Today I’ve decided to put in my two cents about Love. Please don’t get knocked off your socks! Like God, or national politics, Love is also a universal and endless topic of discussion that any citizen of a democratic country can join into. Plus I’m still reeling from the hangover of the general revelry of the all-pervasive show-your-lovin’-feelin’ day, so what can be a better time to be swept off my feet?
Talking about love, have you ever noticed that the world’s greatest love stories are always either tragic, or adulterous, or, as a double whammy, both?
Take a look at Dante’s life story. Although he had supposedly fallen in love with Beatrice when they were both kids, he got married to Gemma Donaty, and Beatrice also vowed holy matrimony to a different person. It is after Beatrice’s death, that Dante’s unrequited love resulted in creating the momentous ‘La Vita Nuova’ and later ‘Divine Comedy’ – both commemorating the memories of Beatrice into immortality.
Consider the lore of Tristan and Isolde too. Even after being passionately in love with each other, Isolde had to marry King Mark, but the lovers could never forget one another! The last name on Tristan’s lips was of that of Isolde’s when death claimed him in the form of a poisoned lance, and Isolde died of grief after hearing the news of Tristan’s death. Case in point- classic example of adulterous and tragic love.
Exactly how much catastrophic the consequences of tempestuous infidel love can be, has been made into a legend by Paris and Helen, who caused bloodshed in the magnitude of the Trojan War!
Even if one does manage to cross the hurdle of adultery; gloom and doom seem to be the necessary spice when concocting a great romance. The most popular cult example immortalised by Mr. Shakespeare – Romeo and Juliet! Also, apart from this classic example, there are tons of other instances strewn throughout history and mythology.
The story of Orpheus and Unpressed has the same knotty problem of unattainable love and resultant misery! Poor Orpheus went to the extent of going all the way to the underworld to cajole Hades, the God of death, to return his beloved wife Eurydice. But probably the Fates laughed. Ignoring Hades’ warning, Orpheus could not restrain himself and turned to take a look at his beloved Eurydice before crossing the border of the underworld, and Eurydice was forever doomed to unite with her lover, having to return to the underworld for eternity.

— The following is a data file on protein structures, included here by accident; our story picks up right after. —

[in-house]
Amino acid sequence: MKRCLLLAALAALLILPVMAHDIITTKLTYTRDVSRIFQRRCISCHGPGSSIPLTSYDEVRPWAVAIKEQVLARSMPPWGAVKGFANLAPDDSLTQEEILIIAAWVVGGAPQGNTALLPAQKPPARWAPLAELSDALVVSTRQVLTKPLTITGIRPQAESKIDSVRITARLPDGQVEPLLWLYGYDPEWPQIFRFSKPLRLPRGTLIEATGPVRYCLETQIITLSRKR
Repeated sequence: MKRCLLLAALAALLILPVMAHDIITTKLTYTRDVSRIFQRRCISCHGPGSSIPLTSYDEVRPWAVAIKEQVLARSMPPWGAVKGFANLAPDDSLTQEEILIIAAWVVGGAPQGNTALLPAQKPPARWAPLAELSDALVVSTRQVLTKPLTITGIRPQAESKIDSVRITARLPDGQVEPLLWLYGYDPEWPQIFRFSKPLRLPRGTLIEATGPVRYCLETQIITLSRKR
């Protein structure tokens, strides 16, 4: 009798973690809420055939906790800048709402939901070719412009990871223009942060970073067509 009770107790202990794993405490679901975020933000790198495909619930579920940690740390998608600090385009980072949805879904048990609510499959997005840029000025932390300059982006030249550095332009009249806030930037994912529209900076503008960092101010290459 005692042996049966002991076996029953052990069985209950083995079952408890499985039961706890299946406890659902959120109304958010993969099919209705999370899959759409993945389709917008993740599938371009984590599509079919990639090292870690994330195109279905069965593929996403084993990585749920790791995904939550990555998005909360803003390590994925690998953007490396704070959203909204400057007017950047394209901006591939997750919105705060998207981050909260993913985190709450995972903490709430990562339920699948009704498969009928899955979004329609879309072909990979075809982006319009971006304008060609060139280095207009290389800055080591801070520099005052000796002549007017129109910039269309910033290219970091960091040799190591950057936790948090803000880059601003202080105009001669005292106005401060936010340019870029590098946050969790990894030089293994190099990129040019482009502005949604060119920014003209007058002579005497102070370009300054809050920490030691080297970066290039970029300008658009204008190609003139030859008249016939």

One doesn’t even have to look that far to find such samples. Apart from our own classic tale of Radha Krishna, the tales of Laila/Majnu, Sahiba/Mirza, Salim/Anarkali…examples are dime a dozen.
But why this partiality towards unconsummated and often adulterous love? Why cannot the garden-variety romances that lead to (hopefully) ‘happily-ever-after’s attain such epic heights?
The answer probably lies in the drama that emanates from these epics. Vanilla love stories that culminate into the standard idea of fruition (a.k.a marriage) suffer from, what I call the ‘then-what?’ syndrome. Two people love each other passionately and do even conquer great obstacles to be together. Great. Then what? Can you imagine how life would have been for Radha and Krishna had they been married? Or Romeo and Juliet for that matter? How fantastic does Biryani taste if you eat it like dal/bhaat every day? Exactly.
Please understand that it is not my intent at all to propagate the awesomeness of extramarital affairs or getting each other killed for the sake of eternalising undying love! Epic romances are great when you read them in your teens or twenties, but they are not really DYI material.
Then how to keep that flame of romance burning in your heart even when your body gets old, your kids turn difficult and life, for the lack of a better term, sucks?
Be in love with Love. Because Love is that one lover that will never fail you, never cease to be romantic, never stop being there for you when you need, will always let you be just you.
Keep a special place in your heart for Love itself. Happy Valentine’s Day! Today, tomorrow, and forever.
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